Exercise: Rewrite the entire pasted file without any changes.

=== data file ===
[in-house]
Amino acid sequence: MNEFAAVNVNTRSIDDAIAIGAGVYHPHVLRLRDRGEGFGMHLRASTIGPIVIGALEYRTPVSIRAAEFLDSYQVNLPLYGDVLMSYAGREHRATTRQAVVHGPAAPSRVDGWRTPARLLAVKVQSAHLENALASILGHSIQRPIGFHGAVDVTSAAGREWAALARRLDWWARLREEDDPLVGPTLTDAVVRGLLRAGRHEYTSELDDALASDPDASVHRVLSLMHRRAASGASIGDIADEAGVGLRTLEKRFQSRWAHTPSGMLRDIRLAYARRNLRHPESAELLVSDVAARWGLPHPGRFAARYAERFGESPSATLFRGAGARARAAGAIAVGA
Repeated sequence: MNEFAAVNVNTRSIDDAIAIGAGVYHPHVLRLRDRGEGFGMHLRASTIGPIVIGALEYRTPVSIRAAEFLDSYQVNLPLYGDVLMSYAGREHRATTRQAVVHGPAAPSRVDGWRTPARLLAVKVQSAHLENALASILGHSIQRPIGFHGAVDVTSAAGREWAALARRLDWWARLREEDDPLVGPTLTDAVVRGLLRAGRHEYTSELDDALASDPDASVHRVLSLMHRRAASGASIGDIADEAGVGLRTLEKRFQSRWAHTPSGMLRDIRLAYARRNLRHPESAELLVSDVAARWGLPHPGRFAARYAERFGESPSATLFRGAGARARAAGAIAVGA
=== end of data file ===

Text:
[in-house]
Amino acid sequence: MNEFAAVNVNTRSIDDAIAIGAGVYHPHVLRLRDRGEGFGMHLRASTIGPIVIGALEYRTPVSIRAAEFLDSYQVNLPLYGDVLMSYAGREHRATTRQAVVHGPAAPSRVDGWRTPARLLAVKVQSAHLENALASILGHSIQRPIGFHGAVDVTSAAGREWAALARRLDWWARLREEDDPLVGPTLTDAVVRGLLRAGRHEYTSELDDALASDPDASVHRVLSLMHRRAASGASIGDIADEAGVGLRTLEKRFQSRWAHTPSGMLRDIRLAYARRNLRHPESAELLVSDVAARWGLPHPGRFAARYAERFGESPSATLFRGAGARARAAGAIAVGA
Repeated sequence: MNEFAAVNVNTRSIDDAIAIGAGVYHPHVLRLRDRGEGFGMHLRASTIGPIVIGALEYRTPVSIRAAEFLDSYQVNLPLYGDVLMSYAGREHRATTRQAVVHGPAAPSRVDGWRTPARLLAVKVQSAHLENALASILGHSIQRPIGFHGAVDVTSAAGREWAALARRLDWWARLREEDDPLVGPTLTDAVVRGLLRAGRHEYTSELDDALASDPDASVHRVLSLMHRRAASGASIGDIADEAGVGLRTLEKRFQSRWAHTPSGMLRDIRLAYARRNLRHPESAELLVSDVAARWGLPHPGRFAARYAERFGESPSATLFRGAGARARAAGAIAVGA